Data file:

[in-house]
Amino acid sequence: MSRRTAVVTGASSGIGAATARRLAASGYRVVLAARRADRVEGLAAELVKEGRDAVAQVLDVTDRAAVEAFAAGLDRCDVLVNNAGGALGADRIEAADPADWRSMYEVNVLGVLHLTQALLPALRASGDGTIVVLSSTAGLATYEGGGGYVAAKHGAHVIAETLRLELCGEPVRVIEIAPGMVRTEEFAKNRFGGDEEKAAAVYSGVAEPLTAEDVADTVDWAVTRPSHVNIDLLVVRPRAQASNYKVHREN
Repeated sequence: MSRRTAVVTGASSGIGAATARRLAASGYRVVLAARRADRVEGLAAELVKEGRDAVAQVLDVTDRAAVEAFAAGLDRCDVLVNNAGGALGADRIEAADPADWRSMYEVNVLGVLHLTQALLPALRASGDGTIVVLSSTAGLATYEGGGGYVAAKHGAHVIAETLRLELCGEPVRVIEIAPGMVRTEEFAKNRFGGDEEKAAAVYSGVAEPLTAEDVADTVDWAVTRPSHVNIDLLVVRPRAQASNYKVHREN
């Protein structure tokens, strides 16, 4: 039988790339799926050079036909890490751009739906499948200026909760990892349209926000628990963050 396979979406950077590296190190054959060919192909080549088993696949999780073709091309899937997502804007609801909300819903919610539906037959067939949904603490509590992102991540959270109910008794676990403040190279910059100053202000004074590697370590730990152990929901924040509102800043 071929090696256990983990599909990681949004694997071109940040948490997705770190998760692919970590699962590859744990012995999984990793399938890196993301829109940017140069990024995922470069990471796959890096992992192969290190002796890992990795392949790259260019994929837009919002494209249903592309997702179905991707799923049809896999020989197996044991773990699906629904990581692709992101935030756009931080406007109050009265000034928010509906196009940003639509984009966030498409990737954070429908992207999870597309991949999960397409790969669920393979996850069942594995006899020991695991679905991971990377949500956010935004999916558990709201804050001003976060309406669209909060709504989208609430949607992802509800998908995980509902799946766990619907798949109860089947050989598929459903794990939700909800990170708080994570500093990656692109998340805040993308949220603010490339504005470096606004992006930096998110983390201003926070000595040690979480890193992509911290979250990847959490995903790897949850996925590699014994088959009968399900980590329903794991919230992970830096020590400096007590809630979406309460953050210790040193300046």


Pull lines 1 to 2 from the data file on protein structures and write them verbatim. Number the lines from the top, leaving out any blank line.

[in-house]
Amino acid sequence: MSRRTAVVTGASSGIGAATARRLAASGYRVVLAARRADRVEGLAAELVKEGRDAVAQVLDVTDRAAVEAFAAGLDRCDVLVNNAGGALGADRIEAADPADWRSMYEVNVLGVLHLTQALLPALRASGDGTIVVLSSTAGLATYEGGGGYVAAKHGAHVIAETLRLELCGEPVRVIEIAPGMVRTEEFAKNRFGGDEEKAAAVYSGVAEPLTAEDVADTVDWAVTRPSHVNIDLLVVRPRAQASNYKVHREN